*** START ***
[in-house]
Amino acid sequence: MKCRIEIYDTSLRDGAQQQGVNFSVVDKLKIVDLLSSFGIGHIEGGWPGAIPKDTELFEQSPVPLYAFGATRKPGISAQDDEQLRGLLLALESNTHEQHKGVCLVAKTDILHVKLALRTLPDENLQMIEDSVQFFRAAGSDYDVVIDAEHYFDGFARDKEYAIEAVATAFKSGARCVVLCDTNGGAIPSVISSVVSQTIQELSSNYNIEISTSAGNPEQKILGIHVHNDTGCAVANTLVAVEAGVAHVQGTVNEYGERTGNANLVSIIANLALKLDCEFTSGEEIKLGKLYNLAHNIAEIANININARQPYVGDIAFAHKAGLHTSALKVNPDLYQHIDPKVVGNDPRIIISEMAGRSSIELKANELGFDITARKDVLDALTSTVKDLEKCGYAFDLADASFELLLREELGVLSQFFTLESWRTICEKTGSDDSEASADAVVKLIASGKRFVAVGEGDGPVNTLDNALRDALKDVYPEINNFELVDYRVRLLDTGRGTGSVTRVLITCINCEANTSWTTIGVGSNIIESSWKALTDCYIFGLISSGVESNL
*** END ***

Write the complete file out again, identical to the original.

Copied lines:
[in-house]
Amino acid sequence: MKCRIEIYDTSLRDGAQQQGVNFSVVDKLKIVDLLSSFGIGHIEGGWPGAIPKDTELFEQSPVPLYAFGATRKPGISAQDDEQLRGLLLALESNTHEQHKGVCLVAKTDILHVKLALRTLPDENLQMIEDSVQFFRAAGSDYDVVIDAEHYFDGFARDKEYAIEAVATAFKSGARCVVLCDTNGGAIPSVISSVVSQTIQELSSNYNIEISTSAGNPEQKILGIHVHNDTGCAVANTLVAVEAGVAHVQGTVNEYGERTGNANLVSIIANLALKLDCEFTSGEEIKLGKLYNLAHNIAEIANININARQPYVGDIAFAHKAGLHTSALKVNPDLYQHIDPKVVGNDPRIIISEMAGRSSIELKANELGFDITARKDVLDALTSTVKDLEKCGYAFDLADASFELLLREELGVLSQFFTLESWRTICEKTGSDDSEASADAVVKLIASGKRFVAVGEGDGPVNTLDNALRDALKDVYPEINNFELVDYRVRLLDTGRGTGSVTRVLITCINCEANTSWTTIGVGSNIIESSWKALTDCYIFGLISSGVESNL